You might have seen the pink shoes and football gloves while watching your favorite game this weekend. This Sunday kicked off not only the fourth week of long drives and heavy competition, but it also kicked off the Crucial Catch campaign launched by the National Football League to promote Breast Cancer Awareness Month.
The NFL has partnered with the American Cancer Society to increase awareness of breast cancer and the importance of getting screened, especially for women 40 and older. For the entire campaign information, go to www.nfl.com/pink.
The NFL has done an outstanding job standing up and supporting a cause like breast cancer awareness. Though sometimes viewed as a male dominated viewership (and it is) it is also important for the NFL to be a champion for a cause. A majority of these viewers have females in their lives, whether wives, mothers, daughters, sisters, girlfriends, as well as female fans across the country (like myself) watching football every Sunday.
According to the NFL’s website, “Throughout October, NFL games will feature players, coaches and referees wearing pink game apparel, on-field pink ribbon stencils, special game balls and pink coins — all to help raise awareness for this important campaign.”
The League has a variety of components for their Crucial Catch campaign, including getting high schools involved and an auction for pink items worn or signed by the players to generate donations for the American Cancer Society. The NFL wants viewers to be aware that cancer can affect anyone and it is important to get screened.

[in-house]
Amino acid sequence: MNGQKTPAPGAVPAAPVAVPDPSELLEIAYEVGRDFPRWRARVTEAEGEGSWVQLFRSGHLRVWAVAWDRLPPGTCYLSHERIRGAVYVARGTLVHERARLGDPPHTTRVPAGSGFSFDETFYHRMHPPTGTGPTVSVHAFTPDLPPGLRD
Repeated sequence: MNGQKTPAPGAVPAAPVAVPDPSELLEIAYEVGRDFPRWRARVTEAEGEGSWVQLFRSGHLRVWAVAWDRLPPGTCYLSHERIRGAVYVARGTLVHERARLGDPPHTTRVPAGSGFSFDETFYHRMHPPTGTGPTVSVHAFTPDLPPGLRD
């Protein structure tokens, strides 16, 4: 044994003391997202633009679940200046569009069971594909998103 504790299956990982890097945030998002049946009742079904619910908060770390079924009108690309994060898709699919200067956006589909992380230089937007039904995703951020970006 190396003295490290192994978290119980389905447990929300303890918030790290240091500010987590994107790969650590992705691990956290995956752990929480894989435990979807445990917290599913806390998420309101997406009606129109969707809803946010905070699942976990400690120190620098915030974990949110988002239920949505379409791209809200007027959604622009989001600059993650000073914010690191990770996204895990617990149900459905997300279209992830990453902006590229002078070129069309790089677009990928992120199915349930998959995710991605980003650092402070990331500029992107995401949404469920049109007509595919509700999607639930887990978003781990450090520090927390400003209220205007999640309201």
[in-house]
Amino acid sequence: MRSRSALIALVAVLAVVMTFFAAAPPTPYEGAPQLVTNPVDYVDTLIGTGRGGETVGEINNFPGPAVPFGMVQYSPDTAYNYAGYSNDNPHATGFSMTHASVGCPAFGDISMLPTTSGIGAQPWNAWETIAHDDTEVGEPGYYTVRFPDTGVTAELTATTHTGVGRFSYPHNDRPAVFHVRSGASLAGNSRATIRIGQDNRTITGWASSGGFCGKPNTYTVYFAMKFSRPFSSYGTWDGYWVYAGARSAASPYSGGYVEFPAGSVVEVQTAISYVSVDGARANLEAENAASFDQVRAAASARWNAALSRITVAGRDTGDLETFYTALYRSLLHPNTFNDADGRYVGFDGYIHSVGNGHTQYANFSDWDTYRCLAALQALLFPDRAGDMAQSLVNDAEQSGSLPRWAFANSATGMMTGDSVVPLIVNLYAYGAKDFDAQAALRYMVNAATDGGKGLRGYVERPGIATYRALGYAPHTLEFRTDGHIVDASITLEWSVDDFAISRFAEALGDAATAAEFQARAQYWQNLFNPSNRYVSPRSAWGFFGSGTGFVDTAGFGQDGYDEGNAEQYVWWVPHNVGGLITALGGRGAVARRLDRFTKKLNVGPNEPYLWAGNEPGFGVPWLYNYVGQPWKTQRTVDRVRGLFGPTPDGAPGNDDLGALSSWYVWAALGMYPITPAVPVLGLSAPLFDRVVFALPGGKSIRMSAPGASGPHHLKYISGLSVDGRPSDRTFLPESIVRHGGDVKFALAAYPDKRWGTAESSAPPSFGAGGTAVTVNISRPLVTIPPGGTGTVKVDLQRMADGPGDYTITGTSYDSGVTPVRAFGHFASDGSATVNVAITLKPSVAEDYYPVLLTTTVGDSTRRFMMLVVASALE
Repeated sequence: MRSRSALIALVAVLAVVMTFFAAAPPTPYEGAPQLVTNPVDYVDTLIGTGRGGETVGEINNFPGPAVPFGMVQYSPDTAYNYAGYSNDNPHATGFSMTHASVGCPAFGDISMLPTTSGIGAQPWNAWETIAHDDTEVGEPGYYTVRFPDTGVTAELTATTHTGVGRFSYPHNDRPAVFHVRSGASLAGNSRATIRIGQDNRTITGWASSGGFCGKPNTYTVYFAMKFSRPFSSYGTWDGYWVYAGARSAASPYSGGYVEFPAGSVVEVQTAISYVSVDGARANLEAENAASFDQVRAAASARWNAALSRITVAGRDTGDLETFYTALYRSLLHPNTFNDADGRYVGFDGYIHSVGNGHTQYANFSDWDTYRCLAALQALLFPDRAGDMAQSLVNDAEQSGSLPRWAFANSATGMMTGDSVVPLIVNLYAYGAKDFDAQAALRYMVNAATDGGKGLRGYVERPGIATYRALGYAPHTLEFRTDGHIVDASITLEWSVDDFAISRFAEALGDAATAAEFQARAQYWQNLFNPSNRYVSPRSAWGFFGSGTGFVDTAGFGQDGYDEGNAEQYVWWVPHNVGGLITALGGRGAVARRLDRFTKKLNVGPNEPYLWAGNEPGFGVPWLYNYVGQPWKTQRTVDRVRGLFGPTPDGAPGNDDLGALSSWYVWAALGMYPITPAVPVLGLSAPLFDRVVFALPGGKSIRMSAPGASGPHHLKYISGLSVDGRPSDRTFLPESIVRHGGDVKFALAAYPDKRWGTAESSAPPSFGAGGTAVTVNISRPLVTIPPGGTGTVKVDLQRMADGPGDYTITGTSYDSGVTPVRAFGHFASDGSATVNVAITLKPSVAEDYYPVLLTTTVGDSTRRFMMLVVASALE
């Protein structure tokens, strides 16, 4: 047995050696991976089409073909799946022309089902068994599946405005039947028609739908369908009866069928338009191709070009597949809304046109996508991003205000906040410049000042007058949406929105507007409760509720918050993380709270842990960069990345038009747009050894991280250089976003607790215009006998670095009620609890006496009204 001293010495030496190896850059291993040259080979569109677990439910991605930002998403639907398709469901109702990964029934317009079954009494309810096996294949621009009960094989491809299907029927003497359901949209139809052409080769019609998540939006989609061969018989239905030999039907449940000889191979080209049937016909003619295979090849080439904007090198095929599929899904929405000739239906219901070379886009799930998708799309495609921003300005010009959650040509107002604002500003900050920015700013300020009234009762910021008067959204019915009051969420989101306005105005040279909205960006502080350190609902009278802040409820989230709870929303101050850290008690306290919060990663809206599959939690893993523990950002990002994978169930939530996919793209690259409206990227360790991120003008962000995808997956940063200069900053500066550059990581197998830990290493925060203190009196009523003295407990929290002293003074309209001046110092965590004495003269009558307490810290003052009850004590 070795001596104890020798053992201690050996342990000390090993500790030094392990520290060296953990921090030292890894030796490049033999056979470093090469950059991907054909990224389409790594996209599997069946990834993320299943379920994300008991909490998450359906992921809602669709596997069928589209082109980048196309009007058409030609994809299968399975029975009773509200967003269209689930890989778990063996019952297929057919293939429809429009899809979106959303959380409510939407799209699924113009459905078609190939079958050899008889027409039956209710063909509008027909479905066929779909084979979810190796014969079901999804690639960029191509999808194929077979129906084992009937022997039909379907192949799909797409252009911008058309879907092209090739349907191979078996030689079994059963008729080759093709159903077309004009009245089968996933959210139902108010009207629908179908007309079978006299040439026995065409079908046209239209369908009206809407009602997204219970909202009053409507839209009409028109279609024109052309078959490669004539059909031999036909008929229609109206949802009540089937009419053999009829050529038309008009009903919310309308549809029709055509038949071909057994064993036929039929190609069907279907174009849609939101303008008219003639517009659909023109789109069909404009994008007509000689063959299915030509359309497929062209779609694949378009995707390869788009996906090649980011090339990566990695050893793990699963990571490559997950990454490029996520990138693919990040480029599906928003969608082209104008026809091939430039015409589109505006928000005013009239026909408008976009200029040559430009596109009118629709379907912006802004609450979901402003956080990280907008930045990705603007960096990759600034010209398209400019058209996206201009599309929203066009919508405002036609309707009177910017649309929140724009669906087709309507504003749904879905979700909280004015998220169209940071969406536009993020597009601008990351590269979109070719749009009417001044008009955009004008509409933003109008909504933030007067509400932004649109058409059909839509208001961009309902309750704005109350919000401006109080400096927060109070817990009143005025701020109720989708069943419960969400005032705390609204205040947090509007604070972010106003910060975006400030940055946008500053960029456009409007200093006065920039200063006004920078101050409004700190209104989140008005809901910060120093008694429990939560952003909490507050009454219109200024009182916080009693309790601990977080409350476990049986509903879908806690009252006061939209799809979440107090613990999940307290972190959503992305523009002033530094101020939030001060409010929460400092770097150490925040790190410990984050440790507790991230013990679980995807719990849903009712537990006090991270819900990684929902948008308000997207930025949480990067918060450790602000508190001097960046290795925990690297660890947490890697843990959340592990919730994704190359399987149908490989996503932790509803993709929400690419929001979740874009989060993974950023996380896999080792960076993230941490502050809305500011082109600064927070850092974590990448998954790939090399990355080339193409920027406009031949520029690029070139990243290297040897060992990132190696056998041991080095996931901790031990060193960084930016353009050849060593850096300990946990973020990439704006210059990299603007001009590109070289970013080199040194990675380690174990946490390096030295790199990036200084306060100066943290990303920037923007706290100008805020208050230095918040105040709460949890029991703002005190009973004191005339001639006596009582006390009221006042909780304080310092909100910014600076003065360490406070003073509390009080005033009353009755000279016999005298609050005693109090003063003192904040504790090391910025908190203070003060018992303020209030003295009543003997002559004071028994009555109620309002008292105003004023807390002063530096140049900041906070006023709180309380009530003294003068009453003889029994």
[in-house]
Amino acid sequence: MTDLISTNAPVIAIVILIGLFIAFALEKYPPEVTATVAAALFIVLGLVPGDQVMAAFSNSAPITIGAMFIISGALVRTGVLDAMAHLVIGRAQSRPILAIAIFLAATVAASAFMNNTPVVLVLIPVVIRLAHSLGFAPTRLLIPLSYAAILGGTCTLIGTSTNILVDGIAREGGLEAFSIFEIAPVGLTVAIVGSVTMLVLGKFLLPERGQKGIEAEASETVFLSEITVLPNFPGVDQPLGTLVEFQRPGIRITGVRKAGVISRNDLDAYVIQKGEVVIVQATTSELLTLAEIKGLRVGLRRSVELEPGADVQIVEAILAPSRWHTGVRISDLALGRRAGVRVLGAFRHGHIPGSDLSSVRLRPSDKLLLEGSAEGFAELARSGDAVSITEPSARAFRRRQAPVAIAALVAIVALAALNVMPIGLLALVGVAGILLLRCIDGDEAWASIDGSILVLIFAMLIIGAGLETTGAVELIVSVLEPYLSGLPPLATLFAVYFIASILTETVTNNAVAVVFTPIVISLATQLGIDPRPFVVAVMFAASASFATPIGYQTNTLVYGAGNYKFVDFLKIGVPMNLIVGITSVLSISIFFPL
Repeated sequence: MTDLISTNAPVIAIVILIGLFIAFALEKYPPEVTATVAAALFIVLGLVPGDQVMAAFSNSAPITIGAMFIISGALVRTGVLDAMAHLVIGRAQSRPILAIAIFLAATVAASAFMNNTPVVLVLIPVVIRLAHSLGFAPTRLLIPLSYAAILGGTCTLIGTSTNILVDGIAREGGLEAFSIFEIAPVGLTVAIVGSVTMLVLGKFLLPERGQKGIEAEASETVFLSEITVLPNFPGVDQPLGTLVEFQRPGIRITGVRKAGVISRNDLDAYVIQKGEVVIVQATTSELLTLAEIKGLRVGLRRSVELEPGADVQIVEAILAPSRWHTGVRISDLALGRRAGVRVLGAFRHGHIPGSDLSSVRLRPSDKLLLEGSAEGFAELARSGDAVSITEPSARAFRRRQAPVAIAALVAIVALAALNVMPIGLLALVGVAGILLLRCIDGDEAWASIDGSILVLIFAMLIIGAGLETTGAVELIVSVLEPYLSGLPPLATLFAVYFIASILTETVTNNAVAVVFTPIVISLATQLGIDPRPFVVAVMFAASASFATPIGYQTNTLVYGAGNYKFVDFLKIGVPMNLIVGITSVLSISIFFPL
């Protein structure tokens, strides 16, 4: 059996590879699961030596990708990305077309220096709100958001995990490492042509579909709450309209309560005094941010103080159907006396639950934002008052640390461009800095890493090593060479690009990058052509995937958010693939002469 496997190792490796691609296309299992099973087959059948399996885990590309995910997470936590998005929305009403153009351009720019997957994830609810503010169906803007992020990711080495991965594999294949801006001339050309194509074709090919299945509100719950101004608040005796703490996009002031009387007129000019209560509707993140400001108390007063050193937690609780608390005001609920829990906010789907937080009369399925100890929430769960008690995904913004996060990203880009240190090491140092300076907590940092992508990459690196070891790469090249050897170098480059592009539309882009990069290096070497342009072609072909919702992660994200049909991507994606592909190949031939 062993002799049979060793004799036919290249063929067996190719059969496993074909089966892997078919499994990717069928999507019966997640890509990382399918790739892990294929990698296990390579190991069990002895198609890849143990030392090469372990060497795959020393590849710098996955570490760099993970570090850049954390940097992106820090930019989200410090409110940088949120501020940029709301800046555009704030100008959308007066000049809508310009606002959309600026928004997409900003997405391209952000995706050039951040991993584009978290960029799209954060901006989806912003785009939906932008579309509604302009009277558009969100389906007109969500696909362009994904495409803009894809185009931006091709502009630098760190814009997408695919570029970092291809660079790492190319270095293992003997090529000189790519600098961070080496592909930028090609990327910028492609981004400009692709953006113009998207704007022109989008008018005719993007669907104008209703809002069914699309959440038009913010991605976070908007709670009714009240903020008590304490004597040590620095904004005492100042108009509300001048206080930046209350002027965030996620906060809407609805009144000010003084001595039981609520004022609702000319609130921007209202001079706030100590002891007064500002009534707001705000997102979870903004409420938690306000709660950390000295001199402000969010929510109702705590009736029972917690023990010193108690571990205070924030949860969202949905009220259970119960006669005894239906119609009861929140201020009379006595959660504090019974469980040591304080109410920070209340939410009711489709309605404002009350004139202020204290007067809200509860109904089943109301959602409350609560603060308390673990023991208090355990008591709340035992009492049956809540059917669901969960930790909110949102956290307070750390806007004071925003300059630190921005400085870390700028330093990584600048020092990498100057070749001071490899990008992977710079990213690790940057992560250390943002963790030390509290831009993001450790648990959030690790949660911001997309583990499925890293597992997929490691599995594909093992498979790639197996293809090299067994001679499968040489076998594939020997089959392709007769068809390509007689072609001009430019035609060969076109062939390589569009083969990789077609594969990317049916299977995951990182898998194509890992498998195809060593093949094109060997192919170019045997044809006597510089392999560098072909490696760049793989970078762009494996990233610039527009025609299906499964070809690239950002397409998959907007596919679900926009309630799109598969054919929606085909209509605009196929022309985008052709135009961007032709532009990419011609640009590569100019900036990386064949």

Arizona’s own Larry Fitzgerald has a personal experience with breast cancer — his mother died of the disease. He is on the forefront of the NFL’s campaign, even donating thousands of dollars of his own money for his catches and touchdowns to the American Cancer Society. See his video here: http://youtu.be/7FCEavz2X04.
This campaign has the potential to reach millions of viewers every week. According to the American Cancer Society, more than 190,000 estimated new cases of breast cancer were diagnosed in 2009. If only a small portion of viewers get screened, many lives could be saved. For more breast cancer facts, go to: http://bit.ly/9X4PTV
Usually pink is seen as a female color. But it is also associated with saving lives through breast cancer awareness. The NFL will continue to highlight the usual league colors with a pink tone and continue their support of breast cancer awareness. These guys on the field make wearing pink look manly.